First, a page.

The cinemas are buzzing, stars are tap dancing and everyone is talking about film.
The awards season is in full swing and people are once again discussing the role of cinemas, particularly those of an independent persuasion.
I believe that cinemas are not simply venues with screens
I believe that cinemas are not simply venues with screens but that the art-form of film and the experience of watching it are forever wonderfully intertwined. It is therefore vital that everyone has the same opportunity to enjoy the experience; to share it with their friends, family and strangers, and that film continues to have the power to affect us all.
This week for example, the parent and baby Kino Bambino screening of La La Land at The Showroom was full to bursting with over 100 babies and their escorts enjoying what is for most their first time at the cinema.
For many of the parents this provides a social occasion and a chance for some time out together to see the latest films. While the babies are far too young to appreciate the magic on screen, the experience can be quite unusual and for some even a bit scary. In this screening, it is fine if the baby cries, needs to be fed or needs to move around.
After all, everyone knows that when a baby’s gotta eat, it’s gotta eat! La La Land seems to be popular across all generations and hopefully these very young cinemagoers will grow up to be musical enthusiasts.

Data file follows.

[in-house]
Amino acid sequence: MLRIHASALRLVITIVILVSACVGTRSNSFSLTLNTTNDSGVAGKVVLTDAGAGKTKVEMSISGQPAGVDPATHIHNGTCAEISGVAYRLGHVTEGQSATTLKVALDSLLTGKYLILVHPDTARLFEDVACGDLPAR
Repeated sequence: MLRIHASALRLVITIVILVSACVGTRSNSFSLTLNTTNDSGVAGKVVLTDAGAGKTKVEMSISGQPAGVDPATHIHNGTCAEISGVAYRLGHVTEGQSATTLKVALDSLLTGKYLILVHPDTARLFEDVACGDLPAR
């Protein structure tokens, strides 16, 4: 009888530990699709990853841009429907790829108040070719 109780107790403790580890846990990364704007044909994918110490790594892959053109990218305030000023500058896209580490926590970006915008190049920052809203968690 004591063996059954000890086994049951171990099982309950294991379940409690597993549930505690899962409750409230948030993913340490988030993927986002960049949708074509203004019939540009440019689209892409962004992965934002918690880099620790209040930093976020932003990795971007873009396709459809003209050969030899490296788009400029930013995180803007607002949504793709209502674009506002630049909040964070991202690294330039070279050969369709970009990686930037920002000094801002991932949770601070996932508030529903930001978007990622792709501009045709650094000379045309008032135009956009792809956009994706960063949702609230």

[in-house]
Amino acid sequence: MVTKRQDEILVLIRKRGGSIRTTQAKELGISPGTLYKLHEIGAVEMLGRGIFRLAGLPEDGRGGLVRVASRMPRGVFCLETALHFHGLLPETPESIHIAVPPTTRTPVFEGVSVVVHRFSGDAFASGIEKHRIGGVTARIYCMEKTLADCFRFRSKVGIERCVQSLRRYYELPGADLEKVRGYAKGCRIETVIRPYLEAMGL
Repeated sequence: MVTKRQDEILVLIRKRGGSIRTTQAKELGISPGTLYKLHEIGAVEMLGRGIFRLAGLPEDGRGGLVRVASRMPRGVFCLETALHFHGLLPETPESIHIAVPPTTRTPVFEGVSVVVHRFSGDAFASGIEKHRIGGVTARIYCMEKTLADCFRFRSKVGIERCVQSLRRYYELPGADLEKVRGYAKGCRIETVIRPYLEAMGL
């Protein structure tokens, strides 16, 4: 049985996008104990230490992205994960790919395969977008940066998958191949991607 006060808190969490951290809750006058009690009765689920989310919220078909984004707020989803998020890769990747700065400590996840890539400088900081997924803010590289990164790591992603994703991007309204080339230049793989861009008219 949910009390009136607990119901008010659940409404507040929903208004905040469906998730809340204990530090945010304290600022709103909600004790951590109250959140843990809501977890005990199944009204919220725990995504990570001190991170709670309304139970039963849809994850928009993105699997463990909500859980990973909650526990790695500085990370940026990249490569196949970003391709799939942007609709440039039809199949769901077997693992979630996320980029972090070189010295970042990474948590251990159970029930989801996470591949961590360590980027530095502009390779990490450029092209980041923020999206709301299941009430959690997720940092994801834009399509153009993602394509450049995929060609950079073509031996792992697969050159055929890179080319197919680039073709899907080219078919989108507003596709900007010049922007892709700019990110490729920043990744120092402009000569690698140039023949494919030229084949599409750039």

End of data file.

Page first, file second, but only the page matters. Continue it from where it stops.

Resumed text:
Launching this week at The Showroom is a monthly screening initiative, made especially accessible for people with dementia.
These dementia-friendly midday screenings are produced in partnership with The Alzheimer’s Society’s ‘54-60’ project. On the last Monday of every month we are delighted to be able to offer a great new film, selected from our main programme. The film will be screened in an environment designed to suit the needs of people living with dementia.
The first film on offer is the critically acclaimed adaptation Lion, one of January’s most talked about films.
While new film might not be the obvious programme choice for people with dementia, it is (along the same lines as Kino Bambino) designed to provide an opportunity for everyday life to happen without some of the common access barriers.
These initiatives are just two examples of the commitment that exists across independent cinemas throughout the country to make the art form open to all.